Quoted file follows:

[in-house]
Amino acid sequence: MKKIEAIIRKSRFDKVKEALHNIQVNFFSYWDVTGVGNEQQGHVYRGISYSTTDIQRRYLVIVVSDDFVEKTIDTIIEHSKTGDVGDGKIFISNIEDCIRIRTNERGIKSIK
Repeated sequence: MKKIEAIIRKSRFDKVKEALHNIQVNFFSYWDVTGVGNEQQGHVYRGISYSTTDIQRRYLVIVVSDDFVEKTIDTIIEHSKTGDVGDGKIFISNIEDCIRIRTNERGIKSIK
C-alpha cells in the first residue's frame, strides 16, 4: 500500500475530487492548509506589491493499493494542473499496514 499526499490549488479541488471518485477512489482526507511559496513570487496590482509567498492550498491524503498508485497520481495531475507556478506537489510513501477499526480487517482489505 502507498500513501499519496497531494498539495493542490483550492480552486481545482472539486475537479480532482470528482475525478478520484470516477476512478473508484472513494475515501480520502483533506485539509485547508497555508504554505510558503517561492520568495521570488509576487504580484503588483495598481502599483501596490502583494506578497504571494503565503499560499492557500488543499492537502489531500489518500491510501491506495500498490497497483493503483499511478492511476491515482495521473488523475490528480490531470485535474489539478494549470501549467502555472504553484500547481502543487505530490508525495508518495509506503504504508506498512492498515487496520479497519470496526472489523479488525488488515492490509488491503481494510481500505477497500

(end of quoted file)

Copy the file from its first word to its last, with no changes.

[in-house]
Amino acid sequence: MKKIEAIIRKSRFDKVKEALHNIQVNFFSYWDVTGVGNEQQGHVYRGISYSTTDIQRRYLVIVVSDDFVEKTIDTIIEHSKTGDVGDGKIFISNIEDCIRIRTNERGIKSIK
Repeated sequence: MKKIEAIIRKSRFDKVKEALHNIQVNFFSYWDVTGVGNEQQGHVYRGISYSTTDIQRRYLVIVVSDDFVEKTIDTIIEHSKTGDVGDGKIFISNIEDCIRIRTNERGIKSIK
C-alpha cells in the first residue's frame, strides 16, 4: 500500500475530487492548509506589491493499493494542473499496514 499526499490549488479541488471518485477512489482526507511559496513570487496590482509567498492550498491524503498508485497520481495531475507556478506537489510513501477499526480487517482489505 502507498500513501499519496497531494498539495493542490483550492480552486481545482472539486475537479480532482470528482475525478478520484470516477476512478473508484472513494475515501480520502483533506485539509485547508497555508504554505510558503517561492520568495521570488509576487504580484503588483495598481502599483501596490502583494506578497504571494503565503499560499492557500488543499492537502489531500489518500491510501491506495500498490497497483493503483499511478492511476491515482495521473488523475490528480490531470485535474489539478494549470501549467502555472504553484500547481502543487505530490508525495508518495509506503504504508506498512492498515487496520479497519470496526472489523479488525488488515492490509488491503481494510481500505477497500